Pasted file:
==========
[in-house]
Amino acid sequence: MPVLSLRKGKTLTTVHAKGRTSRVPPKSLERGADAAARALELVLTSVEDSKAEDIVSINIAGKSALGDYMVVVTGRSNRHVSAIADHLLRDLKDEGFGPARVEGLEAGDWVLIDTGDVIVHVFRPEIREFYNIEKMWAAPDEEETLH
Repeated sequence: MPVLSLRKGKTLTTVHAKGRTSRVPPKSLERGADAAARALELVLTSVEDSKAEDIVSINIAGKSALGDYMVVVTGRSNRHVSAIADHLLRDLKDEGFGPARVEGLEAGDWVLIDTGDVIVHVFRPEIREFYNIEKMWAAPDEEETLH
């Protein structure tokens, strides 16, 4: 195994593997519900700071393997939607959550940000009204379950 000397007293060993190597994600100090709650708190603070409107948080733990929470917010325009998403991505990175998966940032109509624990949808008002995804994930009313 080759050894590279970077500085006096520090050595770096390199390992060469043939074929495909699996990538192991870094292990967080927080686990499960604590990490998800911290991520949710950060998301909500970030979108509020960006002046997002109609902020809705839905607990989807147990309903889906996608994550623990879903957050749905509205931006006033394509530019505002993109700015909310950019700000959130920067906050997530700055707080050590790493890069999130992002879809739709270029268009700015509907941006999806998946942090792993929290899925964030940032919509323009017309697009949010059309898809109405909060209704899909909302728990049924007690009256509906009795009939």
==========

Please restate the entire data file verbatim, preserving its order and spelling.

[in-house]
Amino acid sequence: MPVLSLRKGKTLTTVHAKGRTSRVPPKSLERGADAAARALELVLTSVEDSKAEDIVSINIAGKSALGDYMVVVTGRSNRHVSAIADHLLRDLKDEGFGPARVEGLEAGDWVLIDTGDVIVHVFRPEIREFYNIEKMWAAPDEEETLH
Repeated sequence: MPVLSLRKGKTLTTVHAKGRTSRVPPKSLERGADAAARALELVLTSVEDSKAEDIVSINIAGKSALGDYMVVVTGRSNRHVSAIADHLLRDLKDEGFGPARVEGLEAGDWVLIDTGDVIVHVFRPEIREFYNIEKMWAAPDEEETLH
């Protein structure tokens, strides 16, 4: 195994593997519900700071393997939607959550940000009204379950 000397007293060993190597994600100090709650708190603070409107948080733990929470917010325009998403991505990175998966940032109509624990949808008002995804994930009313 080759050894590279970077500085006096520090050595770096390199390992060469043939074929495909699996990538192991870094292990967080927080686990499960604590990490998800911290991520949710950060998301909500970030979108509020960006002046997002109609902020809705839905607990989807147990309903889906996608994550623990879903957050749905509205931006006033394509530019505002993109700015909310950019700000959130920067906050997530700055707080050590790493890069999130992002879809739709270029268009700015509907941006999806998946942090792993929290899925964030940032919509323009017309697009949010059309898809109405909060209704899909909302728990049924007690009256509906009795009939």